“The Conference of the Profiteers” is how some Black, Brown, and Indigenous environmental justice activists have described the 26th Conference of the Parties, or COP26, the United Nations Climate Change Conference. The conference, which convened in Glasgow, Scotland, earlier this month, has an ambitious-sounding goal of achieving “net-zero” emissions by 2030.
In a Nov. 1 speech in Glasgow, President Joe Biden explicitly cited net-zero emissions as a centerpiece of his approach to climate change, saying, “Our administration has been hard at work unlocking clean energy breakthroughs to drive down the cost of technologies that will require us … to achieve net-zero emissions, and working with the private sector on the next generation of technologies that will power a clean economy of the future.”
But several Black, Brown, and Indigenous activists who attended COP26 say the net-zero framework—and other “market-based solutions” that rely on technological fixes—is no panacea for the disproportionate harm being done to mostly Black, Brown, and Indigenous communities, known as front-line communities.
“What’s being negotiated at COP26 is the making of another carbon market,” says Ananda Lee Tan, strategy advisor to the Just Transition Alliance in San Diego, California.
“Grassroots movements and movements representing the voices of front-line communities have to take an oppositional stance to COP26 and its frameworks of net-zero emissions, its framework of carbon capture and storage, carbon trading and offsets, and the myriad subsidies they’re hoping to provide dirty energy,” Tan said frankly in a Zoom call from Glasgow.
Jonathan Alingu, co-director of Central Florida Jobs with Justice, who also attended COP26, agrees.
“Untested technologies brought up at COP26, they’re all going to be placed in these Black, Brown, [and] Indigenous communities,” says Alingu. “The picture looks really grand when you see it on TV, but the results of that will be at the expense of Black people’s health, Brown people’s health, Indigenous people’s health.”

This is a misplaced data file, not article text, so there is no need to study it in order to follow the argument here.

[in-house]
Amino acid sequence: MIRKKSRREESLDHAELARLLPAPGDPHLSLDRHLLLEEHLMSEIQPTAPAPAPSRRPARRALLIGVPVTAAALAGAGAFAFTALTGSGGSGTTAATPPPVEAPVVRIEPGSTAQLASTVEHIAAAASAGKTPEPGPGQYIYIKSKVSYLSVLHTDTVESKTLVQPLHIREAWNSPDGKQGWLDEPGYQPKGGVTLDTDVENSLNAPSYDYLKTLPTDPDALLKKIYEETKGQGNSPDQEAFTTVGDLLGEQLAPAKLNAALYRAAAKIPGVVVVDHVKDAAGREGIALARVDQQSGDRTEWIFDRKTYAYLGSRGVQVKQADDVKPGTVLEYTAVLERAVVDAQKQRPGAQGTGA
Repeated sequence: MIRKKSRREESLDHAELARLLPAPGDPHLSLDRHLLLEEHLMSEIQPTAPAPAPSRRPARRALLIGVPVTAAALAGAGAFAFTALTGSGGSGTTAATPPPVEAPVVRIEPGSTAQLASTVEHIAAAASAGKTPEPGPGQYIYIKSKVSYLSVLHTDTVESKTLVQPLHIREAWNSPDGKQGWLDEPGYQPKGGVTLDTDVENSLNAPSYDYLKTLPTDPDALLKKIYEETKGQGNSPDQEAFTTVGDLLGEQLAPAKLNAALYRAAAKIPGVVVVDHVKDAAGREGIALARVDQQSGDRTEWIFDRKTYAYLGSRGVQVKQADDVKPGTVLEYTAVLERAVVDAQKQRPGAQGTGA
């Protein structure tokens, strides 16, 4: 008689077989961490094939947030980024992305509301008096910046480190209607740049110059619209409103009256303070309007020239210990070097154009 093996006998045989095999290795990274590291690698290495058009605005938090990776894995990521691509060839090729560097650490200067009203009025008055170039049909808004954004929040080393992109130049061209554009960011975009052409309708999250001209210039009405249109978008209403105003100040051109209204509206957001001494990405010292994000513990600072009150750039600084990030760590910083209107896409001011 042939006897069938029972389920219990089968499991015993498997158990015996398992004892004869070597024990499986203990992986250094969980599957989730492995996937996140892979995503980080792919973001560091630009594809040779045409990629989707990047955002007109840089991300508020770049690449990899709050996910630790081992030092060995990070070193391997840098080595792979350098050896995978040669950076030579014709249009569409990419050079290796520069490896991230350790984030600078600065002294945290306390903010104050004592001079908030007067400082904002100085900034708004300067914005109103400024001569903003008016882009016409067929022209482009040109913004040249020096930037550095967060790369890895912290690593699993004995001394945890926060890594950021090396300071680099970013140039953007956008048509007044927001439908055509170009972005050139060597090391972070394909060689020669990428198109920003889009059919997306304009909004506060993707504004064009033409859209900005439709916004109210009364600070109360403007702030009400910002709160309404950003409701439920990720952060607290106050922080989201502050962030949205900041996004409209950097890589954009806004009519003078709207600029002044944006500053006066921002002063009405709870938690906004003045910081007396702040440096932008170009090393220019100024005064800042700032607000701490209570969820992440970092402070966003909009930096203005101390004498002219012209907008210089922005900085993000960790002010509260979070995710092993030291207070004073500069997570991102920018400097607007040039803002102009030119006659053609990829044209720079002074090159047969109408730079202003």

Tan, Alingu, and their colleagues see racial justice as a central tenet of climate justice and offer solutions that are quite different from net-zero emissions, carbon capture, and other similar ideas championed by political and corporate elites at COP26. Those solutions include phasing out fossil fuels and following the lead of front-line communities.
Why Technological Fixes to Climate Change Could Harm People of Color
The idea behind net-zero is that if enough greenhouse-gas emissions are removed from the environment to balance out those emissions being generated to power the global economy, the net effect on the atmosphere will be effectively neutral.
But Alejandría Lyons, environmental justice organizer with the SouthWest Organizing Project, based in Albuquerque, New Mexico, says, “It’s not a real solution, it’s a false solution, and it’s going to continue to affect our communities because we’re the ones that these offsets are always put towards.”
José Bravo, executive director of the Just Transition Alliance, concurs, and explains that “for communities of color in the United States and in the environmental justice movement, what ‘net-zero’ means is that in aggregate pollution, carbon emissions for much of the population will go down.” But for communities at the “fenceline” of these industries, “carbon emissions will go up.”
Such concerns are based on decades of disproportionately deadly impacts of extractive and polluting industries placed in low-income communities of color. A recent investigation on pollution in the U.S. by ProPublica concluded that areas “where the majority of residents are people of color experience about 40% more cancer-causing industrial air pollution on average than tracts where the residents are mostly white.” Additionally, “In predominantly Black census tracts, the estimated cancer risk from toxic air pollution is more than double that of majority-white tracts.”
If and when innovations such as carbon-capture plants become viable, there is a consensus among activists of color at COP26 that their communities will bear the disproportionate brunt of the technology’s potential negative impact, as stated above by Alingu, who marched in the streets of Glasgow alongside Lyons and Bravo.
“In our communities, there is much of the production of carbon emissions and little of the reductions, because companies can buy pollution credits,” says Bravo.
Conference of the Profiteers?
While offsetting greenhouse gases so the net result is zero emissions sounds like an elegant theoretical solution to climate change, the technology to achieve it—such as carbon capture—is, according to the BBC, “still emerging, very expensive and as yet unproven.” Climate scientists are increasingly skeptical of the viability of such an approach.